p L ( x → , t ) = ∑ k = 0 m − 1 ( α k ( t ) ∑ i = 0 m − 1 Φ k , i ) (9)

Considering the orthogonal eigenvectors, the quadratic pressure at receiver x → is:

p L 2 ( x → ) = ∑ k = 0 m − 1 ( ∑ i = 0 m − 1 Φ k , i ) 2 λ k (10)

In this proper orthogonal decomposition, each mode does not contribute equally to the total quadratic pressure. The latter could then only be evaluated by taking into account the modes that contribute the most. This is reported by the accumulated acoustic energy of the first q modes, E A c q , divided by the total acoustic energy of all modes:

E A c q = ∑ k = 0 q − 1 λ k ∑ k = 0 m − 1 λ k (11)

Once the modes that contribute the most are identified, summations in Equations (3) and (10) are limited up to q − 1 instead of m − 1 . Thus, Equations (9) and (10) become respectively:

p L ( x → , t ) ≃ ∑ k = 0 q − 1 ( α k ( t ) ∑ i = 0 m − 1 Φ k , i ) (12)

p L 2 ( x → ) ≃ ∑ k = 0 q − 1 ( ∑ i = 0 m − 1 Φ k , i ) 2 λ k (13)

In the previous equations, the spatial eigenvectors Φ k , i give information on the acoustic radiation of all dipole sources distributed over the surface S. Thus, considering Equation (13), the acoustic power defined by Equation (3) becomes:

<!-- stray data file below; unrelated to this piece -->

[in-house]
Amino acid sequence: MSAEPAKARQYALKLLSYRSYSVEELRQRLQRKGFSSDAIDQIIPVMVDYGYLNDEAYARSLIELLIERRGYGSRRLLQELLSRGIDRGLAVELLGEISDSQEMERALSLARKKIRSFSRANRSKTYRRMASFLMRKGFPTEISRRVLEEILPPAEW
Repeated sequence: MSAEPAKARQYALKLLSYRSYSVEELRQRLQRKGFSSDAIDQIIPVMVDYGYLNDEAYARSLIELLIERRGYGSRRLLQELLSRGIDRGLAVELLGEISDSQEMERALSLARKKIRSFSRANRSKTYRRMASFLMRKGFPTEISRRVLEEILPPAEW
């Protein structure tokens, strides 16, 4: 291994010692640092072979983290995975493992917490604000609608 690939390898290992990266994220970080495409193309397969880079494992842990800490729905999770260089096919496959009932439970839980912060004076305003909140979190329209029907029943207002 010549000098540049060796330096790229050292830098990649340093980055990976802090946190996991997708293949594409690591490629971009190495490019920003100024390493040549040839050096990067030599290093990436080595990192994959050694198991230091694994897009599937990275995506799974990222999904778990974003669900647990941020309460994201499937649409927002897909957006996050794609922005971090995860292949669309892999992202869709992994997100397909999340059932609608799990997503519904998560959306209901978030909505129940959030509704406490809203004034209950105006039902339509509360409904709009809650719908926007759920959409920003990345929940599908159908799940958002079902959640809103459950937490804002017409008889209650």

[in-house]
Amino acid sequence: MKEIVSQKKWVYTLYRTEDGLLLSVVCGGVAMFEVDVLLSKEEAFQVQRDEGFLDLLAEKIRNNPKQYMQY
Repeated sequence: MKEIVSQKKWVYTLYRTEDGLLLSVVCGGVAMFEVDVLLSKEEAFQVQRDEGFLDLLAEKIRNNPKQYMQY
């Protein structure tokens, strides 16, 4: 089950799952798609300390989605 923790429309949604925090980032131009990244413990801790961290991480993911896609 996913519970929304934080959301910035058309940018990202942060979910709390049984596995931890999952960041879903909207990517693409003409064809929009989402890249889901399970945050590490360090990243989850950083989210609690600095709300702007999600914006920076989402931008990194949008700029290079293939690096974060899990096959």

P ≃ 1 ρ c ∑ l = 0 N o b s − 1 ( Δ S l ∑ k = 0 q − 1 λ l k ( ∑ i = 0 m − 1 Φ l k , i ) 2 ) (14)

where Δ S l = Δ S x → is the elementary surface of the ℓ-th receiver. In this study, Δ S l is a constant. N o b s is the number of receivers, λ l k is the k-th eigenvector of the ℓ-th receiver, and Φ l k , i is the i-th component of the eigenvector associated with the k-th eigenvalue λ l k .

SVD investigates sound generation (i.e., the eigenvalues and the eigenvectors resulting from the POD) independent of the receiver x → . A global matrix W S V D gathering all the correlation matrices W k ( 0 ≤ k < N o b s ) of the N o b s receivers is built. The global matrix of dimension ( N o b s × m ) × m is defined by: